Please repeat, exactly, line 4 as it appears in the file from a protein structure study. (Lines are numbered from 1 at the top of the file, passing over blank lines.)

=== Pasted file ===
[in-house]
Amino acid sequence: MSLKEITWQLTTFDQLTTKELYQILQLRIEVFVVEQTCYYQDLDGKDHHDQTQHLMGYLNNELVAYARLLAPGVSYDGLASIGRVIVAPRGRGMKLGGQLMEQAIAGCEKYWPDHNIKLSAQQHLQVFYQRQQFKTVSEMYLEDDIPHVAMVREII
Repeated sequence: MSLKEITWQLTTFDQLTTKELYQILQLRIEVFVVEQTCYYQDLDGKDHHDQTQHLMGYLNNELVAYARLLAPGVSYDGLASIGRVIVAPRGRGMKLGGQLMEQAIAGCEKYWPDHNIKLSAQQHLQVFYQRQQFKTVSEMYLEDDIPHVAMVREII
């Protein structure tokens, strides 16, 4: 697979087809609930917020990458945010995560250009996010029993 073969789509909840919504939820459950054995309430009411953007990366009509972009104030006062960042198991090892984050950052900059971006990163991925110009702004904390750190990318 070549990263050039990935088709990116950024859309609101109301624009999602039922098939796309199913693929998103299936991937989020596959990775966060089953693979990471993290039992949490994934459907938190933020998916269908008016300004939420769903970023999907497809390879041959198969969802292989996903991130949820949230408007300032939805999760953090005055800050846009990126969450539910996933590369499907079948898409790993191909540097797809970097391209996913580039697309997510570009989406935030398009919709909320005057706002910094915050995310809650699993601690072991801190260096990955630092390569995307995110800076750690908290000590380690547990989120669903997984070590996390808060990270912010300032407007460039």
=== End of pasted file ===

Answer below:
């Protein structure tokens, strides 16, 4: 697979087809609930917020990458945010995560250009996010029993 073969789509909840919504939820459950054995309430009411953007990366009509972009104030006062960042198991090892984050950052900059971006990163991925110009702004904390750190990318 070549990263050039990935088709990116950024859309609101109301624009999602039922098939796309199913693929998103299936991937989020596959990775966060089953693979990471993290039992949490994934459907938190933020998916269908008016300004939420769903970023999907497809390879041959198969969802292989996903991130949820949230408007300032939805999760953090005055800050846009990126969450539910996933590369499907079948898409790993191909540097797809970097391209996913580039697309997510570009989406935030398009919709909320005057706002910094915050995310809650699993601690072991801190260096990955630092390569995307995110800076750690908290000590380690547990989120669903997984070590996390808060990270912010300032407007460039």